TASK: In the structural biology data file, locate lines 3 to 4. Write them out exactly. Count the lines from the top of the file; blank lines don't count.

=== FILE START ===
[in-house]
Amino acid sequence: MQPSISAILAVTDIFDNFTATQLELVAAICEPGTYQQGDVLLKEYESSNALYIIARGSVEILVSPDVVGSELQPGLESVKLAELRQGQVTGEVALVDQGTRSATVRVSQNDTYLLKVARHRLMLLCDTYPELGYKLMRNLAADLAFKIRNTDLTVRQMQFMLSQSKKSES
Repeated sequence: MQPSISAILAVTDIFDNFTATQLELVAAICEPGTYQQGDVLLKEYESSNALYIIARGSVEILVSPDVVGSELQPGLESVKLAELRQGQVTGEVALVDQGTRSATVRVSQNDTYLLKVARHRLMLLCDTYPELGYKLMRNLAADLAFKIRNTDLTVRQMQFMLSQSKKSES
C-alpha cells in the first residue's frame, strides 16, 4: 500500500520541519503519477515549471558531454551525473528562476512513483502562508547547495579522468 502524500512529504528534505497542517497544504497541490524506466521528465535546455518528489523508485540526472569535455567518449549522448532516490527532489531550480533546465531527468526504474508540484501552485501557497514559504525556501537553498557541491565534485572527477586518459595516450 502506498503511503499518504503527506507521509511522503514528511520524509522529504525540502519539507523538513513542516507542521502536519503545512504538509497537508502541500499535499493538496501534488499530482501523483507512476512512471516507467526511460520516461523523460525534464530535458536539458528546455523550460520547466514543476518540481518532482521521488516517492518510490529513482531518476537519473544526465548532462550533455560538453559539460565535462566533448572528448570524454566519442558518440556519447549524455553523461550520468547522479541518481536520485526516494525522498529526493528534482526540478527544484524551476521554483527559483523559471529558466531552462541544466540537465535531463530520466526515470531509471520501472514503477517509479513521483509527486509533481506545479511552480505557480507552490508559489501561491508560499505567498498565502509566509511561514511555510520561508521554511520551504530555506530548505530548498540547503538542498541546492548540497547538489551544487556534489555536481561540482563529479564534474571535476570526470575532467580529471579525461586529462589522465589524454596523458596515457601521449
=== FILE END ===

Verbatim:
Repeated sequence: MQPSISAILAVTDIFDNFTATQLELVAAICEPGTYQQGDVLLKEYESSNALYIIARGSVEILVSPDVVGSELQPGLESVKLAELRQGQVTGEVALVDQGTRSATVRVSQNDTYLLKVARHRLMLLCDTYPELGYKLMRNLAADLAFKIRNTDLTVRQMQFMLSQSKKSES
C-alpha cells in the first residue's frame, strides 16, 4: 500500500520541519503519477515549471558531454551525473528562476512513483502562508547547495579522468 502524500512529504528534505497542517497544504497541490524506466521528465535546455518528489523508485540526472569535455567518449549522448532516490527532489531550480533546465531527468526504474508540484501552485501557497514559504525556501537553498557541491565534485572527477586518459595516450 502506498503511503499518504503527506507521509511522503514528511520524509522529504525540502519539507523538513513542516507542521502536519503545512504538509497537508502541500499535499493538496501534488499530482501523483507512476512512471516507467526511460520516461523523460525534464530535458536539458528546455523550460520547466514543476518540481518532482521521488516517492518510490529513482531518476537519473544526465548532462550533455560538453559539460565535462566533448572528448570524454566519442558518440556519447549524455553523461550520468547522479541518481536520485526516494525522498529526493528534482526540478527544484524551476521554483527559483523559471529558466531552462541544466540537465535531463530520466526515470531509471520501472514503477517509479513521483509527486509533481506545479511552480505557480507552490508559489501561491508560499505567498498565502509566509511561514511555510520561508521554511520551504530555506530548505530548498540547503538542498541546492548540497547538489551544487556534489555536481561540482563529479564534474571535476570526470575532467580529471579525461586529462589522465589524454596523458596515457601521449